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Enhancing the Scaling and Accuracy of Text Analytics Using Joint Inference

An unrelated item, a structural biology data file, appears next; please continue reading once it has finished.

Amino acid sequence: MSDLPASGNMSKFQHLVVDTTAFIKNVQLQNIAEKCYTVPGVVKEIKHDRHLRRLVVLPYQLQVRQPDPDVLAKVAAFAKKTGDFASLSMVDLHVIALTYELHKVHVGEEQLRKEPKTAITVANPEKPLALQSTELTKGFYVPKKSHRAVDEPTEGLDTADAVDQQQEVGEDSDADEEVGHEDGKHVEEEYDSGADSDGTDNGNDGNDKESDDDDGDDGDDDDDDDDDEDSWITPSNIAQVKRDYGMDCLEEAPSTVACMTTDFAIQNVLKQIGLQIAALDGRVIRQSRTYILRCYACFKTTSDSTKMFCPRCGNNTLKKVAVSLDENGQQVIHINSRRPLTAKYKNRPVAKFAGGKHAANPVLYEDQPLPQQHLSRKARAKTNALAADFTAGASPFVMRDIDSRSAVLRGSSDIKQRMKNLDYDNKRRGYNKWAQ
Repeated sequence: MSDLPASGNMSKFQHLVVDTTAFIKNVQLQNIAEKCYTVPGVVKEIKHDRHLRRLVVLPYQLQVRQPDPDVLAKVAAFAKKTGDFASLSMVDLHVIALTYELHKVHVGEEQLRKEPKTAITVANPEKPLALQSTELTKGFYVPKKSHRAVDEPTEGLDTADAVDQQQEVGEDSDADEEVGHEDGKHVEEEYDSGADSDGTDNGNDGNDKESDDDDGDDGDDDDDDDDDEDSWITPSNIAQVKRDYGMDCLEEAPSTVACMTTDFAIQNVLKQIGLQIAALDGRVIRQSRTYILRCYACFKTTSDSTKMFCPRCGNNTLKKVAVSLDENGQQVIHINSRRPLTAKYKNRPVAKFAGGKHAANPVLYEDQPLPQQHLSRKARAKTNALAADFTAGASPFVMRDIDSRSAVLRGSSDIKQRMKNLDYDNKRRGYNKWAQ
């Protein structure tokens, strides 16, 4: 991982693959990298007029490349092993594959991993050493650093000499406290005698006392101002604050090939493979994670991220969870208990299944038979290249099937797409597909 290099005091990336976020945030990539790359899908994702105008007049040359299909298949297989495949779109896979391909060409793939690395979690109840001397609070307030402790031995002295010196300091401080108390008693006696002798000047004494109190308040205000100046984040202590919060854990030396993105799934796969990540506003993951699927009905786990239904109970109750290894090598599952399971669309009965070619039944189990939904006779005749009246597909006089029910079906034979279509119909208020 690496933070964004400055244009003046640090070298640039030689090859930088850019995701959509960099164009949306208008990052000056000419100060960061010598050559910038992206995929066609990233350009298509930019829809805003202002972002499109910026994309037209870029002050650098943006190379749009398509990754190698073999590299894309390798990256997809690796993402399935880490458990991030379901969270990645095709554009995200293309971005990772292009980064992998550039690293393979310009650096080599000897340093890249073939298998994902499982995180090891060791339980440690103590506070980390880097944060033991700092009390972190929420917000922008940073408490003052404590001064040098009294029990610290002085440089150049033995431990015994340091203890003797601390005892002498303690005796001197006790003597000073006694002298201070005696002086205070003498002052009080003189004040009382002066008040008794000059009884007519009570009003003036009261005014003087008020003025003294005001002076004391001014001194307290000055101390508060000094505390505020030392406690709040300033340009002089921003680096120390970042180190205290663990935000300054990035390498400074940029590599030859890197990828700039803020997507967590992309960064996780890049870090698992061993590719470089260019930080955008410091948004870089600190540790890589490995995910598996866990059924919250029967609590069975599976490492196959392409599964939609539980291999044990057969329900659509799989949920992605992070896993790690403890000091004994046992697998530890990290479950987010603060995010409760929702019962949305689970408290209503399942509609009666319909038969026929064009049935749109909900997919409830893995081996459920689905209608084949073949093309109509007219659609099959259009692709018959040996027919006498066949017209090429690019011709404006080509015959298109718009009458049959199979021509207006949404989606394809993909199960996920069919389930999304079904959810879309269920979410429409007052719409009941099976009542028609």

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OBJECTIVE: To conduct basic research and define and evaluate algorithms which perform joint inference for the purpose of enhancing the performance of deep Natural Language Understanding (NLU). DESCRIPTION: A key goal of deep Natural Language Understanding (NLU) is to understand the sophisticated relationships that can be expressed in text both explicitly through explicit phrases like"John Married Mary in 2002", but also through implicit information that we gain from performing inference across several relationships, e.g.,"Mary was divorced in 2007 and goes by her maiden name Mary Smith". From this information, we discover a non-obvious co-reference and that John (referenced above) is also divorced. To accomplish this task, successful NLU systems need to extract multiple relations (e.g., both marriage and divorce) and possess relevant domain knowledge (e.g., the fact that divorce ends marriage and is symmetric). Recent years have seen an explosion of successes in combining probability and (subsets of) first-order logic respectively. First order logic handles complexity and probability handles uncertainty. Traditional AI has inevitably overtaxed resources when scaling up the environment. Inference has been the biggest bottleneck for the use of Statistical Relational Learning (SRL) Models in practice. Inference in SRL Models is very hard. These properties have led to a surge in interest in lifted probabilistic inference algorithms that exploit redundancies to speed-up inference, ultimately avoiding explicit state enumeration by manipulating first-order state representations directly. Therefore, inference becomes a crucial issue due to learning becoming harder and the greater complexity for users. Lifted inference, not grounded, in first order logic is often faster, more compact and can provide more structure for optimization. Lifted inference deals with groups of random variables at a first order level and possesses the ability to carry out probabilistic inference in a relational probabilistic model without needing to reason about each individual separately. Lifted inference has the potential to exploit interchangeability in a domain, queries can be returned without instantiating all the objects in the domain and it exploits shared correlations and symmetries in the data and model, while receiving and sending the same message. The use of Joint inference to improve deep Natural Language Understanding can form the basis to represent a large variety of linguistic information about articles in one logic-based, formal notation. Methods, like probabilistic logic, can be applied for learning and reasoning. Research needs to be performed to evaluate the various lifted inference methodologies and techniques and evaluate not just how well the performance but against what requirements. Lifted inference contains both graph based and search based criteria. The graph-based implementations include exact, approximate and pre-processing subgroups. The approximate subgroup can be further quantified as deterministic approximation, sampling and interval methods. Examples of lifted exact inference are lifted variable elimination (VE), lifted VE plus aggregation, Bisimulated VE and First Order VE (FOVE). Example of Lifted Pre-processing Inference is Fast Reduction of Grounded Markov Logic Networks (MLNs) (FROG). Example Lifted interval Inference is Anytime Belief Propagation (BP). Examples of Lifted sampling inference are MCMC techniques, logic particle filter and lazy inference. PHASE I: Study: (1) Scalability of the different lifted inference techniques (2) Trade-off between use of background knowledge to improve the final results versus the effort required to encode such knowledge (3) Performance versus different kinds of problems (4) Evaluate the performance and scalability of the different techniques for joint inference at the cross-document or corpus level PHASE II: Leverage the results from phase I to develop a framework to perform text analytics over an information repository using the various reasoning and learning approaches to joint inference. Demonstrate the capabilities on an end-to-end prototype to perform tasks like answering specific queries without considering the entire model and/or the entire evidence. Demonstrate joint inference over cross-document and multiple knowledge bases. Explore combining lifted inference with dual decomposition. PHASE III: The algorithms for Lifted inference have a variety of applications. They include social networks, object recognition, link prediction, activity recognition, model counting, bio-medical applications and relational reasoning and learning. Fundamental building block to improve current capabilities. REFERENCES: 1. Tutorial on Lifted Inference in Probabilistic Logical Models, Twenty-second international joint conference on Artificial Intelligence (IJCAI) 2011. Kersting, Natarajan and Poole. 2. Efficient Inference Methods for Probabilistic Logical Models, Sriraam Natarajan, University of Wisconsin-Madison, at http://pages.cs.wisc.edu/~dpage/cs731/sriraam2.pptx 3. Markov Logic: An Interface Layer for Artificial Intelligence By Pedro Domingos, Daniel Lowd, Morgan & Claypool Publishers, Aug 15, 2009
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